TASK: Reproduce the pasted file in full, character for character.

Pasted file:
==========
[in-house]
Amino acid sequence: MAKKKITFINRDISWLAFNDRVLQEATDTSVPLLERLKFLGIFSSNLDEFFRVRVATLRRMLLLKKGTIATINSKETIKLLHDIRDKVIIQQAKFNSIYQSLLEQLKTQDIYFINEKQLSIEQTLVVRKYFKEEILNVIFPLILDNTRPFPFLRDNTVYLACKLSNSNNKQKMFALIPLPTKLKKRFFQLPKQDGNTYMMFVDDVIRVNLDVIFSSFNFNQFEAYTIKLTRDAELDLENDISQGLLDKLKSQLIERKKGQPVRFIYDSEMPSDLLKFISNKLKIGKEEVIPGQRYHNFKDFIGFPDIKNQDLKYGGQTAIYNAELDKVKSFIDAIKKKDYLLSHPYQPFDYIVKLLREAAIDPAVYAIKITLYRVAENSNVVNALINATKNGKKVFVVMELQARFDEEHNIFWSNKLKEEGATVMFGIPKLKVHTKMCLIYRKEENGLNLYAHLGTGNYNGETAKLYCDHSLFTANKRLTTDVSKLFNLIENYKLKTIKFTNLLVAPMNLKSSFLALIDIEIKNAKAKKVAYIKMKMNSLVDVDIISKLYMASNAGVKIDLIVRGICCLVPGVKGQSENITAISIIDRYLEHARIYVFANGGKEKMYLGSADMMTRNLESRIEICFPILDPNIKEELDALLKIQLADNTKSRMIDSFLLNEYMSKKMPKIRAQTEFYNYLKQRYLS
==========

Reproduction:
[in-house]
Amino acid sequence: MAKKKITFINRDISWLAFNDRVLQEATDTSVPLLERLKFLGIFSSNLDEFFRVRVATLRRMLLLKKGTIATINSKETIKLLHDIRDKVIIQQAKFNSIYQSLLEQLKTQDIYFINEKQLSIEQTLVVRKYFKEEILNVIFPLILDNTRPFPFLRDNTVYLACKLSNSNNKQKMFALIPLPTKLKKRFFQLPKQDGNTYMMFVDDVIRVNLDVIFSSFNFNQFEAYTIKLTRDAELDLENDISQGLLDKLKSQLIERKKGQPVRFIYDSEMPSDLLKFISNKLKIGKEEVIPGQRYHNFKDFIGFPDIKNQDLKYGGQTAIYNAELDKVKSFIDAIKKKDYLLSHPYQPFDYIVKLLREAAIDPAVYAIKITLYRVAENSNVVNALINATKNGKKVFVVMELQARFDEEHNIFWSNKLKEEGATVMFGIPKLKVHTKMCLIYRKEENGLNLYAHLGTGNYNGETAKLYCDHSLFTANKRLTTDVSKLFNLIENYKLKTIKFTNLLVAPMNLKSSFLALIDIEIKNAKAKKVAYIKMKMNSLVDVDIISKLYMASNAGVKIDLIVRGICCLVPGVKGQSENITAISIIDRYLEHARIYVFANGGKEKMYLGSADMMTRNLESRIEICFPILDPNIKEELDALLKIQLADNTKSRMIDSFLLNEYMSKKMPKIRAQTEFYNYLKQRYLS